It Is Not Working!

These recommendations are no longer scientifically or morally defensible. The discovery a few years ago that inflammation in the artery wall is the real cause of heart disease is slowly leading to a paradigm shift in how heart disease and other chronic ailments will be treated.

What are the biggest culprits of chronic inflammation? Quite simply, they are the overload of simple, highly processed carbohydrates (sugar, flour and all the products made from them) and the excess consumption of omega-6 vegetable oils like soybean, corn and sunflower that are found in many processed foods.

– Dr. Dwight Lundell, Cardiologist

 

BBC Video: Statins – use them or lose them?

So should you ignore your high cholesterol?

No. Don’t ignore it.

High cholesterol just means it’s time for you and your doctor to take a better look under the hood.

Disclaimer

This website is for your education and general health information only. The ideas, opinions and suggestions contained on this website are not to be used as a substitute for medical advice, diagnosis or treatment from your doctor for any health condition or problem. Users of this website should not rely on information provided on this website for their own health problems. Any questions regarding your own health should be addressed to your own physician. Please do not start or stop any medications without consulting with your doctor. We neither encourage you to do so, nor can we be held responsible for the fall out of failing to seek the counsel of a medical health practitioner.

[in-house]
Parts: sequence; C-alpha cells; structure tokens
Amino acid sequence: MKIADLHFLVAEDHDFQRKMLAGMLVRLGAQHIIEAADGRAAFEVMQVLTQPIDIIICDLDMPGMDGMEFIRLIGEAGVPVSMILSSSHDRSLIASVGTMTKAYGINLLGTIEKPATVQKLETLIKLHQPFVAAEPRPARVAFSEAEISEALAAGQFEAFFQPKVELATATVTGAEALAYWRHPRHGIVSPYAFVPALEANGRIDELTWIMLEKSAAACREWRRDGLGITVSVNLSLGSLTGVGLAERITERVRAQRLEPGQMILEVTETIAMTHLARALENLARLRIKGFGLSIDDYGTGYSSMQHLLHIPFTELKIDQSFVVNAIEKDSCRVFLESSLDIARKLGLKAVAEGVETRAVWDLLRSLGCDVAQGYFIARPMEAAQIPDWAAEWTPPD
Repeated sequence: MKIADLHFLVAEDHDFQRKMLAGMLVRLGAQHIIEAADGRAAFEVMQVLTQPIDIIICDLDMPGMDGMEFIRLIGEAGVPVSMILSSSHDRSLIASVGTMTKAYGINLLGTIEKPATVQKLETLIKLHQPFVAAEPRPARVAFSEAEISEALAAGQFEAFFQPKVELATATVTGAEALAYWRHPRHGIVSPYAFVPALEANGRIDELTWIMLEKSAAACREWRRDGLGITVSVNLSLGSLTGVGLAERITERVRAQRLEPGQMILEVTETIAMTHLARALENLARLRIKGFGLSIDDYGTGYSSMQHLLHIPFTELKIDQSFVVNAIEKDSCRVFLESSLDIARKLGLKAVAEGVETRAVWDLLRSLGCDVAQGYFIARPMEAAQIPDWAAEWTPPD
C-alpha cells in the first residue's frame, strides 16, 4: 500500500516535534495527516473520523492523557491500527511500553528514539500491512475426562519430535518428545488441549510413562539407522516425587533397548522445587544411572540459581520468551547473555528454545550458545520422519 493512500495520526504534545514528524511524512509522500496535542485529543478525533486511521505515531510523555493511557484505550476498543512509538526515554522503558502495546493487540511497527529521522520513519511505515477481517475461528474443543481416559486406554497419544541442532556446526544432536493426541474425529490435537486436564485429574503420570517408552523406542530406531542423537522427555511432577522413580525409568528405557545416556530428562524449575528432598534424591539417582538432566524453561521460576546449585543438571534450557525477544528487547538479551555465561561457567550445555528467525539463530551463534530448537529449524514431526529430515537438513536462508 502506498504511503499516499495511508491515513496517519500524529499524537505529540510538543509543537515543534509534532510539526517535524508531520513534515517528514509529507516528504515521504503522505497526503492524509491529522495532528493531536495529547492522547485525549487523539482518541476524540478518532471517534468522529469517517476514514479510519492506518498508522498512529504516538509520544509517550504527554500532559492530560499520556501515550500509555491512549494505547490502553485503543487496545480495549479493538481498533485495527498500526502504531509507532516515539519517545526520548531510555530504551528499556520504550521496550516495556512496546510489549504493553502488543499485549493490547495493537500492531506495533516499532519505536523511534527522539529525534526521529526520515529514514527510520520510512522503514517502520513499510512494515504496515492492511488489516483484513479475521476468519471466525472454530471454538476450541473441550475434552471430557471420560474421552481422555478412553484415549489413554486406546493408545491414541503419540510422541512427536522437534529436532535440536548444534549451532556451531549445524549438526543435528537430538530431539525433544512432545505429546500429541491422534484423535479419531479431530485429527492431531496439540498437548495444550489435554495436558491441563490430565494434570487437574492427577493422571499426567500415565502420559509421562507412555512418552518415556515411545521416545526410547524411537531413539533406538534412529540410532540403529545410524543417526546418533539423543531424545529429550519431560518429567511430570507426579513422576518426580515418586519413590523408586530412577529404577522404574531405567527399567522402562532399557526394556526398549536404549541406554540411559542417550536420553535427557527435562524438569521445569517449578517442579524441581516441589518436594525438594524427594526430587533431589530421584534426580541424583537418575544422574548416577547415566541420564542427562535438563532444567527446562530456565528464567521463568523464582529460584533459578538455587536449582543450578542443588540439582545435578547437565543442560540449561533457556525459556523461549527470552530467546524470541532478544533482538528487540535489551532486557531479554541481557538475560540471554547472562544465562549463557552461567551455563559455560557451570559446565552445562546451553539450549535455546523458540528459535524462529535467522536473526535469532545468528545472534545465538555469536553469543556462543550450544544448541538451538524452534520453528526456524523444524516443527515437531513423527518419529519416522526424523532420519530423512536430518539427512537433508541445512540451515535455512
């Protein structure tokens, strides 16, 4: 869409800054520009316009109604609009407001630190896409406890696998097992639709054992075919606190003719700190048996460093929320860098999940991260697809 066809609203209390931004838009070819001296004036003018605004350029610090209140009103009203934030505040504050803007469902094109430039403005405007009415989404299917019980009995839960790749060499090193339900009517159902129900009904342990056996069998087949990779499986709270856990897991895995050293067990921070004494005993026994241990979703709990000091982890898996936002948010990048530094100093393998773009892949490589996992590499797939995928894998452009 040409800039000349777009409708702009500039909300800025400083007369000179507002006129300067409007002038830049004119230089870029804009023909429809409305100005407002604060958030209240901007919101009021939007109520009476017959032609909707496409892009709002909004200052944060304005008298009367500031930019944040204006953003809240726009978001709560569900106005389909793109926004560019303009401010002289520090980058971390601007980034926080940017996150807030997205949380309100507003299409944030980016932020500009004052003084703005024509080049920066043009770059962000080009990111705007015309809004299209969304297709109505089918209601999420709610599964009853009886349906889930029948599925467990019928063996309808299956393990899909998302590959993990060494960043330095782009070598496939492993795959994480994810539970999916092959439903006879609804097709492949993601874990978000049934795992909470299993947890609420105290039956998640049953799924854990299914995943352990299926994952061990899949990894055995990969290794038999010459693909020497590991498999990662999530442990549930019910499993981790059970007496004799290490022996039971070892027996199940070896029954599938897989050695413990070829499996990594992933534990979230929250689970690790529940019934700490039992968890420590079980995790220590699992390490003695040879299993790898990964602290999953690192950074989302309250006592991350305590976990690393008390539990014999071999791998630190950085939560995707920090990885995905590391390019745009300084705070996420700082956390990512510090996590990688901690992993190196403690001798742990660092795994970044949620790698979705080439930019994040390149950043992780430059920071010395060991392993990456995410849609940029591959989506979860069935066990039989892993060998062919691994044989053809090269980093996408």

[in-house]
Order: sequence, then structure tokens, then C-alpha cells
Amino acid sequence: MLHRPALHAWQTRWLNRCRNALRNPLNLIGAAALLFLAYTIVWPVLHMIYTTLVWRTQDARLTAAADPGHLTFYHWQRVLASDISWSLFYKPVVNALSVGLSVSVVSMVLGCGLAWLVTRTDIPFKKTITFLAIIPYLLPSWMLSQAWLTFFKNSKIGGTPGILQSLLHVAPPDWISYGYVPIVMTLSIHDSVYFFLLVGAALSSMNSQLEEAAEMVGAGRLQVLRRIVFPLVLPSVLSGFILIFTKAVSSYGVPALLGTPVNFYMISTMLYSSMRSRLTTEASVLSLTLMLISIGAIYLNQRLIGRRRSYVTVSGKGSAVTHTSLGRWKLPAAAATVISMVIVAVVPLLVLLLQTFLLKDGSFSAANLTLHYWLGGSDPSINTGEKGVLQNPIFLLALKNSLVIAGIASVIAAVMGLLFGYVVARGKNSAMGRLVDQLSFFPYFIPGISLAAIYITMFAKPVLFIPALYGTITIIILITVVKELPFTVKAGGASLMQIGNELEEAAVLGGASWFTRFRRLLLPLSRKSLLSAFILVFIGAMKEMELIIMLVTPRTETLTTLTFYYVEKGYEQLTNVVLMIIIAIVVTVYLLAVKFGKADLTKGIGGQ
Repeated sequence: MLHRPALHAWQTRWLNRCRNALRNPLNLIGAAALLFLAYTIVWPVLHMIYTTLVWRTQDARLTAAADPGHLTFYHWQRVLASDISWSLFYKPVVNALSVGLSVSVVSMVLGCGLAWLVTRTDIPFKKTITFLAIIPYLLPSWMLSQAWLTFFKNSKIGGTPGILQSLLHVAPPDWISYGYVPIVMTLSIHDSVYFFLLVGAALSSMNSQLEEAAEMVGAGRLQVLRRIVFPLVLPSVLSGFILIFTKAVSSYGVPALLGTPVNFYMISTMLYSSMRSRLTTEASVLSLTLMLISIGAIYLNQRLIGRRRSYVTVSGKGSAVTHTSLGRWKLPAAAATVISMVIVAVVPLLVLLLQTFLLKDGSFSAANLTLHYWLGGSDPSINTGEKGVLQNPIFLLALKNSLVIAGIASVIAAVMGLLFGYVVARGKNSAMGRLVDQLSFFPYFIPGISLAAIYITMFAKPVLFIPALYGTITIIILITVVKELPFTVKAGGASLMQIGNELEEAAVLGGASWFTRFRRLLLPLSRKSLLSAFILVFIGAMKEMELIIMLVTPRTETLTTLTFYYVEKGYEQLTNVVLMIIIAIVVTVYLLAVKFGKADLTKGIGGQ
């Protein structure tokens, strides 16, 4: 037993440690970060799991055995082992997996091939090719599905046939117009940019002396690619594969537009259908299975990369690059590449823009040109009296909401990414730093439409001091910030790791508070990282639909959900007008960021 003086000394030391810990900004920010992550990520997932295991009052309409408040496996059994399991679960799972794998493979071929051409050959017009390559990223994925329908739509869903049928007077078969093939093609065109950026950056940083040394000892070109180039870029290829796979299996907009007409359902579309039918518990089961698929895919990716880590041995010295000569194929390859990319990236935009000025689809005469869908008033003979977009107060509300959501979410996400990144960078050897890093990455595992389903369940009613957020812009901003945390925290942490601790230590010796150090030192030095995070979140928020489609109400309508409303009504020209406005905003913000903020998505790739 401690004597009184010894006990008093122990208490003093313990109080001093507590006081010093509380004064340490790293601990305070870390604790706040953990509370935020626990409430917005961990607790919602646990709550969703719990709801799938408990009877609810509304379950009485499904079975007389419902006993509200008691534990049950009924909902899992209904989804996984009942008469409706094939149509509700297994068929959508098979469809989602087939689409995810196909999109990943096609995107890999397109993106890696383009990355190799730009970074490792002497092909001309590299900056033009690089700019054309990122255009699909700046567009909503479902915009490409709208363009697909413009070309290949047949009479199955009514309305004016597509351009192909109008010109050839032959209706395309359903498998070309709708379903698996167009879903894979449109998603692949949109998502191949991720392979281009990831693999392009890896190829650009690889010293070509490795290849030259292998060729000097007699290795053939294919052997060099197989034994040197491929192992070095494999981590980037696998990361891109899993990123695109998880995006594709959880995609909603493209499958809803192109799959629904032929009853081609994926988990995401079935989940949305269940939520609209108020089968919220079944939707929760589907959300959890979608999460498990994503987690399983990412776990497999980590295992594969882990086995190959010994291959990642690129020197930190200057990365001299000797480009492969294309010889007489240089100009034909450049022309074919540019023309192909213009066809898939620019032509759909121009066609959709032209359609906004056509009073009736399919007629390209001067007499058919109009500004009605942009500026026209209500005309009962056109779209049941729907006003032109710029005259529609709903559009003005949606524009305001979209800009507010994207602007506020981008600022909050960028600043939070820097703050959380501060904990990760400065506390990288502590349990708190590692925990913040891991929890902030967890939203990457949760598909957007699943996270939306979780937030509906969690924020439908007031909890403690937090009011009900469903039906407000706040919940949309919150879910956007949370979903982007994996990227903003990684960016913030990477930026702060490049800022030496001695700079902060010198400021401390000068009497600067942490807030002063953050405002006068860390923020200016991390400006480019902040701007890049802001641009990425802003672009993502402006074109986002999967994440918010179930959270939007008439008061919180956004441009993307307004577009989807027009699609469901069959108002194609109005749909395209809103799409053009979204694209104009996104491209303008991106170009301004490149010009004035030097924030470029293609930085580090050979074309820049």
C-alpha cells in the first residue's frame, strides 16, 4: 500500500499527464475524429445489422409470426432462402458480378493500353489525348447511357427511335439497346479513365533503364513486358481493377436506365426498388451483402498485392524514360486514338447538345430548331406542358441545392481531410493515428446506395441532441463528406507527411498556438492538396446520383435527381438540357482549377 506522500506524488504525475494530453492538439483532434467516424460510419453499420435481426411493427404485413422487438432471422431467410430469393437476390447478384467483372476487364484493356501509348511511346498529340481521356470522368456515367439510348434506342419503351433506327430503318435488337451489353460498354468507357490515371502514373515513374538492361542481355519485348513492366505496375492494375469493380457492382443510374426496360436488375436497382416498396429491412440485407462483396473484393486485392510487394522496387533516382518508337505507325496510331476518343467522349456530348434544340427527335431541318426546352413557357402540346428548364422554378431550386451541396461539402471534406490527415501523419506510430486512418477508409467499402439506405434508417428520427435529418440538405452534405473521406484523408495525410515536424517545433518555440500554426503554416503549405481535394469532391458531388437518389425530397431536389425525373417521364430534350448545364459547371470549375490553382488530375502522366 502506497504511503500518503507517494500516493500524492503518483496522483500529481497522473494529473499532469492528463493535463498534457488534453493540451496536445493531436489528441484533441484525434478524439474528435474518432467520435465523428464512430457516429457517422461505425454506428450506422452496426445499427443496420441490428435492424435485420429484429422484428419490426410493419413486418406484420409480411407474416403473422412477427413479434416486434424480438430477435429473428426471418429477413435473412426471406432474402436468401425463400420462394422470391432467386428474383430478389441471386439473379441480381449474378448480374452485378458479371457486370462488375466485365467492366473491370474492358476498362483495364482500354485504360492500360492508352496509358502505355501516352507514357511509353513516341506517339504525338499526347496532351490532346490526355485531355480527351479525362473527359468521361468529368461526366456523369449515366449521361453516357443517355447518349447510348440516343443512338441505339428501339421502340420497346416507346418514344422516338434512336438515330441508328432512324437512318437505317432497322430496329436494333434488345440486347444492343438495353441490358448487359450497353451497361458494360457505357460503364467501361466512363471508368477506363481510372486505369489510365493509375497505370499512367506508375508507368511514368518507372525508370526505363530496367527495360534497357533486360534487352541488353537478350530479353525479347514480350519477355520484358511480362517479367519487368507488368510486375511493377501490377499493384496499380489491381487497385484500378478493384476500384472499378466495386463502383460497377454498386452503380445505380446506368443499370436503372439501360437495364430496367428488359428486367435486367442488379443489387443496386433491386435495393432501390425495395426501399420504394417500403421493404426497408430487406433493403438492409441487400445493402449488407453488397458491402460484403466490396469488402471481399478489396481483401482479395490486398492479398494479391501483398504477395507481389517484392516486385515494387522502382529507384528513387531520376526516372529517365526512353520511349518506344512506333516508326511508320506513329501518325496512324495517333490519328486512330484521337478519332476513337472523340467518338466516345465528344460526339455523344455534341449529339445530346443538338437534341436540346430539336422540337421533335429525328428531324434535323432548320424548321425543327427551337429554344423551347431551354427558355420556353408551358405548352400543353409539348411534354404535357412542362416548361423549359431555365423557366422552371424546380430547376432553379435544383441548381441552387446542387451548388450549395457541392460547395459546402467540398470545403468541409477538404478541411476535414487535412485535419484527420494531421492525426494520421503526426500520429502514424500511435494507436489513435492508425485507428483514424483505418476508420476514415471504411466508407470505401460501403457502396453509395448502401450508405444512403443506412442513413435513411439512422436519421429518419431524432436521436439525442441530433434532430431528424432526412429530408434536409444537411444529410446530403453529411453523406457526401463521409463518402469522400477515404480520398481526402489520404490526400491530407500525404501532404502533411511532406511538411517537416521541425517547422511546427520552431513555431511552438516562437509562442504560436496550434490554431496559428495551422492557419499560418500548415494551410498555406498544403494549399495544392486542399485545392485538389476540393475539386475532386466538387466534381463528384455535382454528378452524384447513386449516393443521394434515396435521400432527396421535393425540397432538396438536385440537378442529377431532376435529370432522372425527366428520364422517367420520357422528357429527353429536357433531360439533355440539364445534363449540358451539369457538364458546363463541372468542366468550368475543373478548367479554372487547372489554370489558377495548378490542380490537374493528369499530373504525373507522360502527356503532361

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Vin Kutty
Vin Kutty, MS, is co-founder of Innovix Pharma. He is a nutritionist, author, and Omega-3 expert with 20 years of experience.

Comments

Join the Conversation

    • NO, NO, NO! Please DO NOT change your diet based on that study! It is a survey study that – at best – points out associations. There is a HUGE difference between correlation and causation. This study pointed out some correlation. It should be illegal for authors to make conclusive statements based on diet surveys. I made the following comments on our Facebook page:
      “Red Meat & Death by Ignorance!

      Surely you’ve heard about the scary new study. I’ve read the study…and here’s what the authors and media left out:

      People who eat the most processed red meats (hotdogs etc.):
      1. get 37% less exercise
      2. are three times more likely to be smokers
      3. are 26% less likely to take a multivitamin
      4. have higher body mass index (BMI)
      5. drink more
      6. eat 700 more calories/day (!) than those who eat the least red meat.

      Think the above 6 factors had anything to do with the outcome?

      Parting shot: 8% of the red meat eaters had high cholesterol. But 15% of those who avoid red meat had high cholesterol. Sounds right.”

      Nick – I urge you to read Denise Minger’s analysis of this study: http://goo.gl/LcTjy and also this one by Robb Wolf here: http://goo.gl/dbYti

      Don’t change a thing about your diet based on this study!
      – Vin